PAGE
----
Patient Care Improvement
Patient Centered Care
Dr. Bridget Duffy gave this talk when she served as Chief Experience Officer at the Cleveland Clinic. She is entertaining and challenging in her perspectives about what patients experience when they are treated in hospitals. A physician herself, Dr. Duffy reflects on what she has learned about patient care in this interesting video entitled Experience Matters.
This is an inspiring TED MED talk entitled, “Between Music and medicine” by Robert Gupta. You might consider how you can use music as an adjunct to your care of patients (ie., did you ever think of ordering 1 hour of chamber music BID?)
Jamie Heywood gives a TED MED talk entitled, “The Big Idea My Brother Gave Me.” Some of you may be interested to access the website that he developed as a result of his brother’s diagnosis with ALS.
Brian Goldman, MD gives the talk, Doctors Make Mistakes, Can We Talk About That? and addresses the expectation that physicians always make good decisions, always diagnose correctly, and in a word, never make mistakes.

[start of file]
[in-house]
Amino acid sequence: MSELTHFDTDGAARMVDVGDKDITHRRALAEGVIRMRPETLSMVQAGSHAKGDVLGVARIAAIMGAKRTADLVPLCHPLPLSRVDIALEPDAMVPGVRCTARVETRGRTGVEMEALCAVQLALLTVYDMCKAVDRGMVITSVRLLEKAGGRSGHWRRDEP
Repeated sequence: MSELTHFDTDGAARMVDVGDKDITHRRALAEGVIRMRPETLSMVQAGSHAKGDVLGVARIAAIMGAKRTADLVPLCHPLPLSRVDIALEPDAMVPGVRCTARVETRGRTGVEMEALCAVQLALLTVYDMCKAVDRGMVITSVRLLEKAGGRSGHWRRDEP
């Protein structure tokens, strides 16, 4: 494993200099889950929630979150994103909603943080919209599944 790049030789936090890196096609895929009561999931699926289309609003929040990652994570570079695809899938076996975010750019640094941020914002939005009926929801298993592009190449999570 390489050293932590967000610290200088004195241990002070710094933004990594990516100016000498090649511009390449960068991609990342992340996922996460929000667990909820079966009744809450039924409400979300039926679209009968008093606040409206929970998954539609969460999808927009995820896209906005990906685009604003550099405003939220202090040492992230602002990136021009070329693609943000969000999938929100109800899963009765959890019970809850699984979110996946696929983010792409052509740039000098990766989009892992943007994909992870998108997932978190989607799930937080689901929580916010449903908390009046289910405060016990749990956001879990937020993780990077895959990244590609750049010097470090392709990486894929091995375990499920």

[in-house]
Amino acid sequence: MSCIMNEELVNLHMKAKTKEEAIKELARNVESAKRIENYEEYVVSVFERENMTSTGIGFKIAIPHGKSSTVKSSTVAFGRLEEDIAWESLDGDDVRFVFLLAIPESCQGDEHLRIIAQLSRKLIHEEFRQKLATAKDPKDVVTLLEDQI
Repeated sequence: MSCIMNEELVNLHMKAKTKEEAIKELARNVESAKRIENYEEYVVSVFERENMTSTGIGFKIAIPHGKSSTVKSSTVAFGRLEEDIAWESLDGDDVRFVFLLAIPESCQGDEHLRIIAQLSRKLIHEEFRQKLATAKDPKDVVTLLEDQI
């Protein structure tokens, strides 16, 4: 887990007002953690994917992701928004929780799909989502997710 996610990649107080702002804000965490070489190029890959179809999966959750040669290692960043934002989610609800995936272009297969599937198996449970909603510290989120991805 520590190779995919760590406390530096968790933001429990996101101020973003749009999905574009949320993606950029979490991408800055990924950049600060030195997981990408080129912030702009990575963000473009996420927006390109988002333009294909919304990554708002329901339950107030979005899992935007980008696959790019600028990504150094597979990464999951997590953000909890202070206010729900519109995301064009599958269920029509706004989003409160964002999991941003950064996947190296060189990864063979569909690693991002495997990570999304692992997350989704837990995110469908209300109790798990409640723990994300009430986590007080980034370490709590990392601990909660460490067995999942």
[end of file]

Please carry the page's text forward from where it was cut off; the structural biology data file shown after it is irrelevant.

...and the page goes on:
Aimee Mullins, double amputee, discusses the Opportunity of Adversity in learning how to positively discuss prognoses, embracing and dancing with the challenges we face in life. This is a terrific reminder that the way we talk about our disabled patients can be “the first brick in their way of recovery.”
Ed Gavigan gives the talk, “Can a Stitch in Time Save Nine?” about his own experience under the knife.
The Hippocratic Oath tells us to do no harm. However, the idea that patients can have a “good death” can feel like a failure sometimes. This article is an interesting look at some of the challenges around considering the death of patients.
Aside from making our patients like us, does it really matter how we engage with them? Ted Kaptchuk of Harvard University, says it most assuredly does. His study on the placebo effect of emotional engagement is an interesting read.
This short video given at the annual Gel Conference by Dr. Bridget Duffy, MD, formerly Chief Experience Officer of the Cleveland Clinic, contrasts her experience as a physician and as a patient. Her goal to assist physicians to deal with patients in more genuine ways line up beautifully with LLUMC’s emphasis on whole person care.
Here’s another fine thought piece from the Cleveland Clinic entitled, “If We could see inside other people’s hearts: Life in 4 minutes.” See what you think.
And from Pittsburgh is the singing doctor. Think you should change your bedside manner? Check out the way this doctor interacts with patients in this video.
Free Referral Service for Patients with Cancer
The American Psychosocial Oncology Society (APOS) operates a helpline that connects cancer patients with counseling resources in their area. You may either email this service, or pass along their toll free number: 1-866-276-7443. You can read more about this organization and its helpline service here.